I’d like to pose two important questions, but first let’s do a simple exercise. In the very center of a blank piece of paper, write down your age in years. Draw a horizontal line right under the number. Next, directly above that number, write the number “81” if you’re a woman and “76” if you’re a man. Now, subtract your age from the top number. Draw a circle around the result.
As you may have guessed, the number inside the circle, based on the U.S. average, is how many years you can expect to live from today. Pretty sobering, isn’t it? Now, obviously this isn’t definitive and certainly not cast-in-stone.
American women currently live an average of 81.2 years, and the typical male life span is 76.3 years. That means the average life expectancy when combining both genders is 78.8 years. After decades of increasing life expectancy in the United States, the average has now declined in consecutive years for the first time since 1962-1963. Back then, the change was linked to an inordinate number of flu deaths. The current issue is blamed, primarily, on the increase of drug overdoses, mostly from the opioid crisis.
So, here’s the first question. Do you think you will live shorter or longer than the average for your gender? My guess to your answer is that you’ll out-live the current expectation. None of us have a crystal ball, but since you’re reading this article, I suspect you’re somewhat focused on your health and most likely practice healthy behaviors (for example: eating a healthy and balanced diet, maintaining a proper weight, exercising regularly, not smoking, managing alcohol intake, getting plenty of sleep, etc.). Having a family history of certain diseases can influence your future, but overall, as much as 80 percent of your health is a result of your personal habits and environment. In other words, it’s up to you and not some random, external influence. I think that’s great news. It’s also important to recognize that if you do have room for improvement, it’s never too late to embrace healthy behaviors. Never. Too. Late.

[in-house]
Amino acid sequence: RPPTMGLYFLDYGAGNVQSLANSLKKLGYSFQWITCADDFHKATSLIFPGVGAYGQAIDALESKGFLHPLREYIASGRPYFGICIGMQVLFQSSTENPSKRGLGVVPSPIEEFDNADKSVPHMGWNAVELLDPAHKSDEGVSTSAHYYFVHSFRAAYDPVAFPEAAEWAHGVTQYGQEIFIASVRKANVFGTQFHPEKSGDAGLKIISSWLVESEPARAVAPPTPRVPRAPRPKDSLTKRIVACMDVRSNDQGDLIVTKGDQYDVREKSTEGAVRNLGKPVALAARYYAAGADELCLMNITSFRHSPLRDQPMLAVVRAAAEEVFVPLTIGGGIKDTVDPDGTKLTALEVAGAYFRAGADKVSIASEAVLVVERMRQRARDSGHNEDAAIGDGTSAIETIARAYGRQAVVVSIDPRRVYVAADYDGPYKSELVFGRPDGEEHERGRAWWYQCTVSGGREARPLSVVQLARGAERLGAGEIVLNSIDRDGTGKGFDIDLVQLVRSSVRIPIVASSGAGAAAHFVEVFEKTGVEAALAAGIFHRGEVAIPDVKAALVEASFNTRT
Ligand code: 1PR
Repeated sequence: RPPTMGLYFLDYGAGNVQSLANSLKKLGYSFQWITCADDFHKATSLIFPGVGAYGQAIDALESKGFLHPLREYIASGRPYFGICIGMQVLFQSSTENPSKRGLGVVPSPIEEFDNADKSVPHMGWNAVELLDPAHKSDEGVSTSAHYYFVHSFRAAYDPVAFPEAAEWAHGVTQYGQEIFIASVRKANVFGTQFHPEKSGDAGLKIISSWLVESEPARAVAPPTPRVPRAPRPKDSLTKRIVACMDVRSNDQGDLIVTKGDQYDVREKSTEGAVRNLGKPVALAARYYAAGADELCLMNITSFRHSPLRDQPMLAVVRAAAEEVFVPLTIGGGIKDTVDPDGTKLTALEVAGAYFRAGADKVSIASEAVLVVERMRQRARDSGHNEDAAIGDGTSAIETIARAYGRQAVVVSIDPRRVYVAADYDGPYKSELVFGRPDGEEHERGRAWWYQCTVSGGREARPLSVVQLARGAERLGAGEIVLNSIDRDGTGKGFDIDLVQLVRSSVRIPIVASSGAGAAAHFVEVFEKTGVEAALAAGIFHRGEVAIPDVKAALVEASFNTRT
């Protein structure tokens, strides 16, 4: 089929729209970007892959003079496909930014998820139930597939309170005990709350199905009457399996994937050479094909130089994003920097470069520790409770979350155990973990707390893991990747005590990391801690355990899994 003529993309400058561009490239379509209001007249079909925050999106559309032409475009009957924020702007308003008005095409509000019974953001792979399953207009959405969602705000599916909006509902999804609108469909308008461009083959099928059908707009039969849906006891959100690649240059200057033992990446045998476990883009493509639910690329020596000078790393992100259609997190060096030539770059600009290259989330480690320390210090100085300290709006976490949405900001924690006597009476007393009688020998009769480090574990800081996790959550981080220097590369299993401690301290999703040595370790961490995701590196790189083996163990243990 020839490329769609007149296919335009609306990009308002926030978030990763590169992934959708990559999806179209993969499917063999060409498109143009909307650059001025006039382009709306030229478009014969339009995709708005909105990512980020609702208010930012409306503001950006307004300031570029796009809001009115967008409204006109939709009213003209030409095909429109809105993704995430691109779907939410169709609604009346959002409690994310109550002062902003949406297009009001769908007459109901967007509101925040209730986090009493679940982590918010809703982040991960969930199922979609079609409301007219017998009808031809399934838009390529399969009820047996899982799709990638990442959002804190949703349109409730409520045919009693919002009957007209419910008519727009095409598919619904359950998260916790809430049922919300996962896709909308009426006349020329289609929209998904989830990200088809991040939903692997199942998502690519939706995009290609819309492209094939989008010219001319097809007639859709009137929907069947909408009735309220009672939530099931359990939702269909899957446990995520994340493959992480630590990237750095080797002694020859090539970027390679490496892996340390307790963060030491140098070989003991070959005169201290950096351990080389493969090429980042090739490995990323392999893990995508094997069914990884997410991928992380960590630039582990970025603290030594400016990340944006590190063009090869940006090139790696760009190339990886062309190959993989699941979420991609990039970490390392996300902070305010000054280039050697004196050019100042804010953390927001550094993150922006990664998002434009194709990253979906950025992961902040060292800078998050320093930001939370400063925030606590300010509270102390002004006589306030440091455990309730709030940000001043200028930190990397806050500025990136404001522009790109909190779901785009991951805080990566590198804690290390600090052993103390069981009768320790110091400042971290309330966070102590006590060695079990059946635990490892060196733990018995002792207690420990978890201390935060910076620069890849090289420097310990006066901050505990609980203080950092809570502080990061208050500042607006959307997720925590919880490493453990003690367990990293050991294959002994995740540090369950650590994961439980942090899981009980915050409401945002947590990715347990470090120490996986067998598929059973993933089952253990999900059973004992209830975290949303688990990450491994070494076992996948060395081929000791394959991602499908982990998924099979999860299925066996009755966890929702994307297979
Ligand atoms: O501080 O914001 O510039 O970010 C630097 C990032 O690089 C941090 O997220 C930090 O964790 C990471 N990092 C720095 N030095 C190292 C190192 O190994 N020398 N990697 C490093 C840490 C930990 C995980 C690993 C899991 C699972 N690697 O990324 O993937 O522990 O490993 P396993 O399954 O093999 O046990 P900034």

Here comes the tougher of the two questions. What do you plan to do with the years you have left? This one may take some serious thought. Do you have a plan, a list, a clue?
I recently met a radiation oncologist in Des Moines by the name of Richard Deming. Dr. Deming is one of those individuals you immediately realize has been put on this Earth for a reason. He told me whenever he shares with a patient they have treatable, but incurable, cancer, their very next question is always, “Doc, how much time do I have left?” Dr. Deming points out, we all have a fatal diagnosis. He believes that rather than focusing on how much time we have left, we should be focusing on what we’re going to do with each and every day we’ve been blessed with. We should take nothing for granted and squeeze as much as we can from every single day we are alive.
As Dr. Deming loves to say: If diamonds were as plentiful as grains of sand, they would be worthless. If we lived forever, wasting a day of our life would be trivial. But it’s precisely the fact that we don’t live forever that makes TODAY so valuable. So, what are you going to do with your life TODAY?
I’ll ask you the same question. What are you going to do with your life today? Those who spend much time around me know I believe we need to leave the campground cleaner than we found it. We all have gifts, and regardless of our challenges, which might even include cancer, we all can do something to positively influence the lives of others. That’s why we’re here! And by the way, if you embrace healthy habits, you’ll be able to dramatically increase your odds of extending that influence for many years to come. How cool is that?